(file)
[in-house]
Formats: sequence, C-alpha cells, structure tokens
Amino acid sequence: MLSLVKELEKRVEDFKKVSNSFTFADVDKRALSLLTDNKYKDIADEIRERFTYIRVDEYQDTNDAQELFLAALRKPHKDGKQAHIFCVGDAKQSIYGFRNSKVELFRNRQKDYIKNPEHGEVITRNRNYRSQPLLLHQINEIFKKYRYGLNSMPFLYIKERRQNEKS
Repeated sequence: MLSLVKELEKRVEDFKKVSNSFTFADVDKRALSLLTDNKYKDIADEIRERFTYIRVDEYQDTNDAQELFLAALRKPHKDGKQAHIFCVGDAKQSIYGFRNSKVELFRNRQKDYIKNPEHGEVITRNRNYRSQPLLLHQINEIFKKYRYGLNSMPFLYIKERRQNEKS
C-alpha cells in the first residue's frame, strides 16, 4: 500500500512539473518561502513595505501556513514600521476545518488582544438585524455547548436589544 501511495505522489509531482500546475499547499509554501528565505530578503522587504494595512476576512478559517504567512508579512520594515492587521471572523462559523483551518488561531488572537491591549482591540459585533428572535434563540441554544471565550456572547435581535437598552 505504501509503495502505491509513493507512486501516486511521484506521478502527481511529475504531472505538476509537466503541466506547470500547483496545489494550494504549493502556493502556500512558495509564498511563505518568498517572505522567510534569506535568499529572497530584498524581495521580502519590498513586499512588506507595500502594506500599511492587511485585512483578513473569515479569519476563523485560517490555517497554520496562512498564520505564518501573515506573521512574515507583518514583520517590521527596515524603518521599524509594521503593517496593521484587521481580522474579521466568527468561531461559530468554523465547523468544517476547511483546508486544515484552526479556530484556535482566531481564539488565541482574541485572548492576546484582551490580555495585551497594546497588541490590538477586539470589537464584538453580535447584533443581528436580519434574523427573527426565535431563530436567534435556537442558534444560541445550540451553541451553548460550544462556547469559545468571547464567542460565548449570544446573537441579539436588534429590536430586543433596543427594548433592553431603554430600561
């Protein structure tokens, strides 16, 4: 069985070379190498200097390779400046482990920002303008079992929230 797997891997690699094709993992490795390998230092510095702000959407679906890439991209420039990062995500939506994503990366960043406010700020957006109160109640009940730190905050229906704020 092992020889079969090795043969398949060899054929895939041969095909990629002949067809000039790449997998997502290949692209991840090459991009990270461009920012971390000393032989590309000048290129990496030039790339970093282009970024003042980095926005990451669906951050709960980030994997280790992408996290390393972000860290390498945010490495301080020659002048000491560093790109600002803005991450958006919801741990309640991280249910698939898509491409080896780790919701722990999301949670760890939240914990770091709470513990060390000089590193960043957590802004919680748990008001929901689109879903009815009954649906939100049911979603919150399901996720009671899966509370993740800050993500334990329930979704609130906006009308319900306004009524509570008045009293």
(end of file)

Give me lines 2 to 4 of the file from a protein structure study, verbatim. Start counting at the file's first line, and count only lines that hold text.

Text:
Formats: sequence, C-alpha cells, structure tokens
Amino acid sequence: MLSLVKELEKRVEDFKKVSNSFTFADVDKRALSLLTDNKYKDIADEIRERFTYIRVDEYQDTNDAQELFLAALRKPHKDGKQAHIFCVGDAKQSIYGFRNSKVELFRNRQKDYIKNPEHGEVITRNRNYRSQPLLLHQINEIFKKYRYGLNSMPFLYIKERRQNEKS
Repeated sequence: MLSLVKELEKRVEDFKKVSNSFTFADVDKRALSLLTDNKYKDIADEIRERFTYIRVDEYQDTNDAQELFLAALRKPHKDGKQAHIFCVGDAKQSIYGFRNSKVELFRNRQKDYIKNPEHGEVITRNRNYRSQPLLLHQINEIFKKYRYGLNSMPFLYIKERRQNEKS